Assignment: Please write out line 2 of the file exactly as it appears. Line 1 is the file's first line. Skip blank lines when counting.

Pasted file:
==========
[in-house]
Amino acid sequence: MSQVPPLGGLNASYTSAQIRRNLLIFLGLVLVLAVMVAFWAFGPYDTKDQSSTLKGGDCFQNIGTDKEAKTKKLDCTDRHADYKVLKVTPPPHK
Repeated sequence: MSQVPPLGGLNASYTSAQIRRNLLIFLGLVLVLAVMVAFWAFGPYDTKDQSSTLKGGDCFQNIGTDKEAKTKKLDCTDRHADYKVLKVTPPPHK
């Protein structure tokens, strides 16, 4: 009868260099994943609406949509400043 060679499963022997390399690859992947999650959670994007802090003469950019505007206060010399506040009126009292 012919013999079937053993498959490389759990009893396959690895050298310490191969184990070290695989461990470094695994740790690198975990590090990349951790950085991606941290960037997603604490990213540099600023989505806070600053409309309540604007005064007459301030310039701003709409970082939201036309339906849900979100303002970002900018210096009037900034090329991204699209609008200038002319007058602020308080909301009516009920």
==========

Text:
Amino acid sequence: MSQVPPLGGLNASYTSAQIRRNLLIFLGLVLVLAVMVAFWAFGPYDTKDQSSTLKGGDCFQNIGTDKEAKTKKLDCTDRHADYKVLKVTPPPHK